Why are global variables a bad idea? | Sololearn: Learn to code for FREE!

+24

Why are global variables a bad idea?

Is it because in large scale software, a developer can modify a global and cause an unexpected change in the application? How does Object Oriented software solve this problem? Through encapsulation and getter/setter methods? If so, do the variables that replace globals have to be class or static variables and not instance variables?

9/29/2018 8:33:13 AM

Sonic

21 Answers

New Answer

+24

Anthony Inglimo yes. Globals reside in memory for the duration of the whole program.

+13

Eduardo Petry thanks. So use scope rather than OOP to solve this issue. I'll remember that.

+12

Sharon I think global variables are only a good idea for small programs, especially those that won't be maintained by many developers over a long period. Also was that comment about your mom a joke? 😊 What do you mean by big ideas,... global variables?

+10

I agree Rick Shiffman.

+7

Scope solves this problem by making variables local to certain blocks of code (no need of OOP). Encapsulation serves a different purpose: it hides data inside a class so its state can't be accessed by an object from the outside. https://en.m.wikipedia.org/wiki/Scope_(computer_science)

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Globals also pollute the namespace so you may run into different kinds of problems with them. If you use IDE it will show dozens of global variables that will obstruct the search of a needed one.

+5

Do global variables also have to sit in memory for the running of the whole program? Like defining a variable in a function means that the variable will only exist while the function is run.

+5

If you aren't vary careful one function change the value of a global variable out from under an other function in your program, this is even worse in a multi-threaded code.

+4

Global variables are not bad in themselves, but they should be used with caution. In Python, one use of a list is to append variables from the internal workings of a function without altering its return statement (or even invoking it for that matter).

+4

The problem with non-constant global variables is merely this: *state* is the root of all evil. When you call a function like sqrt(), you expect the result to depend only on the arguments you pass in, and not to have any side-effects (excepting IO functions). If a function is influenced by globals outside that is bad design. If a function reads the global "outfile", and outputs to it, this is generally bad. What if you want to write to a different file. Then you have to modify outfile for the duration of that function call. What then if you have multiple threads and some of them actually want to write to outfile? The paradigm that respects these common sense realisations is called functional programming, and while some languages are built around, you can write functional-style code in almost any programming language. OOP only solves the problems superficially, but you get much worse problems down the road.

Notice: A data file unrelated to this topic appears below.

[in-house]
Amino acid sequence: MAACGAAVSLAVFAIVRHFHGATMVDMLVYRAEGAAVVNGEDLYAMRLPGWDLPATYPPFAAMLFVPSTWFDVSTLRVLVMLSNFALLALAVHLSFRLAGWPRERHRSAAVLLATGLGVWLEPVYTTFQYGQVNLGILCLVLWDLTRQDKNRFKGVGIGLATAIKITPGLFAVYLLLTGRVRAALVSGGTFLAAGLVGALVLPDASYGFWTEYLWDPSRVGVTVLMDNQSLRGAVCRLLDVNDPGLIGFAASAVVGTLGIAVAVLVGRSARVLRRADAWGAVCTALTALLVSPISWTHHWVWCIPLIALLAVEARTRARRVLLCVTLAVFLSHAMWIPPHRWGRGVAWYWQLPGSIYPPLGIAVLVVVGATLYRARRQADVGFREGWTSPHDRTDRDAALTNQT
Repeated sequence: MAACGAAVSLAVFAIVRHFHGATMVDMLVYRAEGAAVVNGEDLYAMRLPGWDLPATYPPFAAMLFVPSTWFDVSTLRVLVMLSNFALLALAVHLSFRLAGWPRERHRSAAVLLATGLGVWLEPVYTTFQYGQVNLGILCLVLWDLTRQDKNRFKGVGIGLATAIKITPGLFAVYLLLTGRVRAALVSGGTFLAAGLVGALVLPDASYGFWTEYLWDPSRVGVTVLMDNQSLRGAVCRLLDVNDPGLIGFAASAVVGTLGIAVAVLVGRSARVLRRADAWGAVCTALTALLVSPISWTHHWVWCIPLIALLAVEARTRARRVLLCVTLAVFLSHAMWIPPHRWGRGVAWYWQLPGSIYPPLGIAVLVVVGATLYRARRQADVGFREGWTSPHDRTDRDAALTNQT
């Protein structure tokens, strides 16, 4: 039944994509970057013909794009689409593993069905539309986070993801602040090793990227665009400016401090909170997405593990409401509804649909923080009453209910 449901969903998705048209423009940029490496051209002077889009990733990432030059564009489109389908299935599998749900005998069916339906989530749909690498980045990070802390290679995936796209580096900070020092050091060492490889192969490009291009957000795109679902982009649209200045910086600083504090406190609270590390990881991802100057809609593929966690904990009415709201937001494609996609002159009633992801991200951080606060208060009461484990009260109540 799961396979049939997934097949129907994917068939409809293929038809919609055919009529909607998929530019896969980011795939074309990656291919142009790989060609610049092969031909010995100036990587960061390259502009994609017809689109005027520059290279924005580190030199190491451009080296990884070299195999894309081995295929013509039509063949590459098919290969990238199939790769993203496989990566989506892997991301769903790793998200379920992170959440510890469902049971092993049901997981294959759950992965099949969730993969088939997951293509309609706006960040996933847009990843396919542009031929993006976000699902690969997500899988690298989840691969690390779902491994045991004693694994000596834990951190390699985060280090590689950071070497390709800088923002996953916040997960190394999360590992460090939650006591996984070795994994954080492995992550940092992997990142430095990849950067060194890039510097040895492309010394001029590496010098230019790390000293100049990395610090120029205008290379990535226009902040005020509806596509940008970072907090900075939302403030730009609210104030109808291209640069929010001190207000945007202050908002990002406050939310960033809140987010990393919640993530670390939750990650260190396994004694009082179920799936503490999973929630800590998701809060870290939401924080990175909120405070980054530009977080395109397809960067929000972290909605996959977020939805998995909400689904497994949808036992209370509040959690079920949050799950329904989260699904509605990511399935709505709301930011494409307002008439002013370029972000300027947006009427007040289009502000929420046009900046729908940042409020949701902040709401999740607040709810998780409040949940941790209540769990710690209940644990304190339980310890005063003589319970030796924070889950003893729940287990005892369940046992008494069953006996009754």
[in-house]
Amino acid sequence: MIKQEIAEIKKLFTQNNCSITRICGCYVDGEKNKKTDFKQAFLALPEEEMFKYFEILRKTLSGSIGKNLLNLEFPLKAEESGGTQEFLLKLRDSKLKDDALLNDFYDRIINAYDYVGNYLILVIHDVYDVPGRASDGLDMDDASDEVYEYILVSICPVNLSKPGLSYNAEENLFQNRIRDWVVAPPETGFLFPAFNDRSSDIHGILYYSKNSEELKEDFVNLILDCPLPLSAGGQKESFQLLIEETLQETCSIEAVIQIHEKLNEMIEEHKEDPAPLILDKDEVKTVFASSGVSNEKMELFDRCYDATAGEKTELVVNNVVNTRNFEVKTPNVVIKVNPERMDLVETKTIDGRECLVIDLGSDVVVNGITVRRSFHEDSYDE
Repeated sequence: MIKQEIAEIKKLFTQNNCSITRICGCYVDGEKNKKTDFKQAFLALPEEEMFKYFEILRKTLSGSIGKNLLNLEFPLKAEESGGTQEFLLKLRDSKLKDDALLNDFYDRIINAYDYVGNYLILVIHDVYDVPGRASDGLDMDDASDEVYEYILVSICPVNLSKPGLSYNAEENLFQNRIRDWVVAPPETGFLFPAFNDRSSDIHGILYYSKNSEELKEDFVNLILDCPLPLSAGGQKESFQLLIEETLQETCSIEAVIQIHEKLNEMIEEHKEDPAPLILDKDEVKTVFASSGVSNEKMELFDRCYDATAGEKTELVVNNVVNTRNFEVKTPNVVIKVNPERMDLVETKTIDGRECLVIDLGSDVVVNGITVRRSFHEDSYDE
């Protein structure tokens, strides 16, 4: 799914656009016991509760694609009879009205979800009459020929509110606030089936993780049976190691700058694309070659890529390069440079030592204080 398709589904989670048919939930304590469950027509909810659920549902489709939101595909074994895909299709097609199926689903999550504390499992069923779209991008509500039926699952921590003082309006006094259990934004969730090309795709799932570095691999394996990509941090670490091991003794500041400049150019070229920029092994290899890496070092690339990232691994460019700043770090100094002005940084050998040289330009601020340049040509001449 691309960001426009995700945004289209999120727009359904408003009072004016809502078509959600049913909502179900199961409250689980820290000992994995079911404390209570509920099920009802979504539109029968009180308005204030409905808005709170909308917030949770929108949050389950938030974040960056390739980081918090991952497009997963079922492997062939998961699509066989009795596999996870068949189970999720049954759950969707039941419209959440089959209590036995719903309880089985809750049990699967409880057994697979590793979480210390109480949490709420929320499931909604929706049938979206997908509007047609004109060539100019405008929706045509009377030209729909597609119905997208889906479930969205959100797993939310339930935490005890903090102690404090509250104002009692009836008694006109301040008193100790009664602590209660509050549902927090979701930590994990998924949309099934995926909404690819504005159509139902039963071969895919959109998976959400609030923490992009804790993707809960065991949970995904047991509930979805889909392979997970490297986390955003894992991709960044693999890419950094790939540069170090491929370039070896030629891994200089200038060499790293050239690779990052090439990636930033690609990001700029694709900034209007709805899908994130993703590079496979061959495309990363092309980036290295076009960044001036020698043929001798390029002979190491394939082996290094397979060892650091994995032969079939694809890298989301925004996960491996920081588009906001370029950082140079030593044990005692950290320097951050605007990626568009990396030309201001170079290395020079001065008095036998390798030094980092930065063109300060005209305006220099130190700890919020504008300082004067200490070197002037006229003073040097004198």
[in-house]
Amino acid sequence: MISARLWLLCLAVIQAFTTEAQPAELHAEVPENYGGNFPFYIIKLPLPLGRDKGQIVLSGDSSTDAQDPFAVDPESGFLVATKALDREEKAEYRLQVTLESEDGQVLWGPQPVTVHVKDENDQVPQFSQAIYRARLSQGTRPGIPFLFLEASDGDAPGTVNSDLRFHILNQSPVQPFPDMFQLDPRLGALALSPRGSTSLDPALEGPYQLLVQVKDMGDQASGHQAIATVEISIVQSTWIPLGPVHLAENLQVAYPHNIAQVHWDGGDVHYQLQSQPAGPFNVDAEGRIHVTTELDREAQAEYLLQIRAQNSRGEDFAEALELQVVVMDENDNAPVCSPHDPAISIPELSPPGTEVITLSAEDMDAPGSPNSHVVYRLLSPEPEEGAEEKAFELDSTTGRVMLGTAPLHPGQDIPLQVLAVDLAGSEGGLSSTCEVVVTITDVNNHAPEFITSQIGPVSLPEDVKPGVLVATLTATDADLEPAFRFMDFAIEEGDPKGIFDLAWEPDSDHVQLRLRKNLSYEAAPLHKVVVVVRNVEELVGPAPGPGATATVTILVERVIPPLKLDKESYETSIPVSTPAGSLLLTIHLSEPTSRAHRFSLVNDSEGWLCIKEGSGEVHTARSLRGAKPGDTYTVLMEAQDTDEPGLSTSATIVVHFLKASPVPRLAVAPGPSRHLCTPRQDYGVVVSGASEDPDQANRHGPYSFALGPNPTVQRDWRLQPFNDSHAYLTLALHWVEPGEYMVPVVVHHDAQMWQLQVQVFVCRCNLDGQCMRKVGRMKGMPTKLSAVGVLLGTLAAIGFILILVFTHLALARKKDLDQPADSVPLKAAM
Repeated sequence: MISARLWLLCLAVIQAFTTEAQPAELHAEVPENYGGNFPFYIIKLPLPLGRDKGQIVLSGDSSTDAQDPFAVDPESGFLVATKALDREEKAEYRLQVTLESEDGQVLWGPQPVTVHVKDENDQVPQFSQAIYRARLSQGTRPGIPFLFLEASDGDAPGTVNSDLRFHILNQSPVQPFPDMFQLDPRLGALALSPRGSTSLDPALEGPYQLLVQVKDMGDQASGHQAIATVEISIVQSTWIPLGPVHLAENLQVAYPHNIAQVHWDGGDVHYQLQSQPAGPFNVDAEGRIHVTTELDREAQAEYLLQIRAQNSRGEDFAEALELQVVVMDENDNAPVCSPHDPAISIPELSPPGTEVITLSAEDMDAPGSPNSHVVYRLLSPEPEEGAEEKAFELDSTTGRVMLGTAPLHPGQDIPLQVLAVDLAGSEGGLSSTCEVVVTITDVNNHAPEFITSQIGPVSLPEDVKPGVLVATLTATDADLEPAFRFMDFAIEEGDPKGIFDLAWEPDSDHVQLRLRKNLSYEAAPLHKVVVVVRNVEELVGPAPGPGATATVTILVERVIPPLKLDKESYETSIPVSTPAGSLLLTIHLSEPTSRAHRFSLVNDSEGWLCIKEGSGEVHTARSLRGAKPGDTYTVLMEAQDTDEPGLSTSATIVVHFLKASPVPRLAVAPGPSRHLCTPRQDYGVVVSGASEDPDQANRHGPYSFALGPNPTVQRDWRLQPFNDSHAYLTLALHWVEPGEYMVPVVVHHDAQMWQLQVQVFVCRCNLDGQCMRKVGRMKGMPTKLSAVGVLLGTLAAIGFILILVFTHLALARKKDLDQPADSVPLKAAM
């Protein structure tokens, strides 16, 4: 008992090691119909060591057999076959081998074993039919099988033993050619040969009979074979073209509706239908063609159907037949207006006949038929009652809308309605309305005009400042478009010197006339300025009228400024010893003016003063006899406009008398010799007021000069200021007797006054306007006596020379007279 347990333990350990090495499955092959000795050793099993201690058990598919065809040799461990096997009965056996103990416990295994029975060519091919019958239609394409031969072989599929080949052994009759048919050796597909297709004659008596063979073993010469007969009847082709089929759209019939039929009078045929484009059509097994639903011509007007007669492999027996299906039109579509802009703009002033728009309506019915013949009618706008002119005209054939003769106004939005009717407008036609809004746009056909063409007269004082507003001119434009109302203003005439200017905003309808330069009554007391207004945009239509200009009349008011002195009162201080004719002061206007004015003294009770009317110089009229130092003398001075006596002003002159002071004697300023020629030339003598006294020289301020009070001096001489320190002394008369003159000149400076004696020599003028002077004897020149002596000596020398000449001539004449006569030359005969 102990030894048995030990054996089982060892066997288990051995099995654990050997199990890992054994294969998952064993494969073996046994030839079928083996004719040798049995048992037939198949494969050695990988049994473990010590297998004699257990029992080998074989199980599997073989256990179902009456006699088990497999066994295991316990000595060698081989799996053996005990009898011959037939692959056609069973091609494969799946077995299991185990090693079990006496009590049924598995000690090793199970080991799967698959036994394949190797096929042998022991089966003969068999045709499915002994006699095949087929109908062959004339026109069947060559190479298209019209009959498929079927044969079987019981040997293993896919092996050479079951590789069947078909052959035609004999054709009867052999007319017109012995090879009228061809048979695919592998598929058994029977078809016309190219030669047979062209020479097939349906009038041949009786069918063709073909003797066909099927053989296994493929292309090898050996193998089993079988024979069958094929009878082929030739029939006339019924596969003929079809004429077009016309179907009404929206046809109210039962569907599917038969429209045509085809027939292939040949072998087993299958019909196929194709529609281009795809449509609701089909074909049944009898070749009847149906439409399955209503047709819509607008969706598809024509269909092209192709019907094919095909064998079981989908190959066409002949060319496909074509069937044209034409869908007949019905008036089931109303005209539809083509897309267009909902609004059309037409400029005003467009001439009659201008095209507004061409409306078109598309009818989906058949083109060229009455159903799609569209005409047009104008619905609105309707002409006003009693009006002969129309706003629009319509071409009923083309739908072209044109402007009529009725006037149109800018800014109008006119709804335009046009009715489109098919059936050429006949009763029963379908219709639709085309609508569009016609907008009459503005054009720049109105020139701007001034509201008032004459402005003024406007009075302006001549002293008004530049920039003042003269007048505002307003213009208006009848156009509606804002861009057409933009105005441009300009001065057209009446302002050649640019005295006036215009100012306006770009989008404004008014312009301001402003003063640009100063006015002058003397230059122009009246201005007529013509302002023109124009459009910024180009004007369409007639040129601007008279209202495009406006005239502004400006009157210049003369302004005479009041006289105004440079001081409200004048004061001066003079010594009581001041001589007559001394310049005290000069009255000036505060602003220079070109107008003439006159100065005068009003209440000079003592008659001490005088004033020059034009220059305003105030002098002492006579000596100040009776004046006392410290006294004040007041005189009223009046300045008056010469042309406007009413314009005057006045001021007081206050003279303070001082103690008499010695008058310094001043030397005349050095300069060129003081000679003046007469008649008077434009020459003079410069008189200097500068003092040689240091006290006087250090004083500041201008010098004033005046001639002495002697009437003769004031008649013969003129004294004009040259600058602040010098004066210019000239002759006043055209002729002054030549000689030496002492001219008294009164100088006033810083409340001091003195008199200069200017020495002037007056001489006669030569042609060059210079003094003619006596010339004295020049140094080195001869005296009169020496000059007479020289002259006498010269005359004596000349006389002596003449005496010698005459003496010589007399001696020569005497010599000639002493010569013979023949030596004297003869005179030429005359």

+3

Global variables are a good idea. They help the code stay simple.

+3

Thank goodness I found this forum. My mum is not interested in big ideas for programming.

+3

Flash can you please help me with a problem

+3

They're not a bad idea if they are used correctly. Using them as a way of maintaining very critical information required by the whole program can make them super useful. However they should not be used in a lazy fashion to move data around. They would not exist if they did not serve a useful purpose.

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because global variables can be change from any where in the program. And leads more chances to cause error.

+2

Right Sonic. Global variables should be used collaborative projects, as they can be listed at the top of the script, like in Java Google Fit, so you know immediately what the important variables are. The global variables can then be modified by functions anywhere in the script. I so detest collaborative programming. It is really difficult to understand another person's code. I did not joke about my mum. I do get big ideas in programming. I have an ambitious project called Stackpirt, which is an artificial intelligence for stocks and shares. I don't think it is ever going to be finished, though.

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Right Sonic. Now about joking. It is important to enjoy programming. Otherwise, how do you keep going? Encapsulated variables, Eduardo Petry, allow you to control access to variables. You can even give variables the same name as each other, in different functions.

+2

Java Google Fit imports libraries at the beginning of the code, sorry. It has nothing to do with global variables. You can go find it if you want. GitHub is easy to navigate these days. Er, is it libraries or dependencies? I meant bits of code from Google that you import, preceded by the import keyword.

+2

Nathan Johnson

+2

Global variables can be changed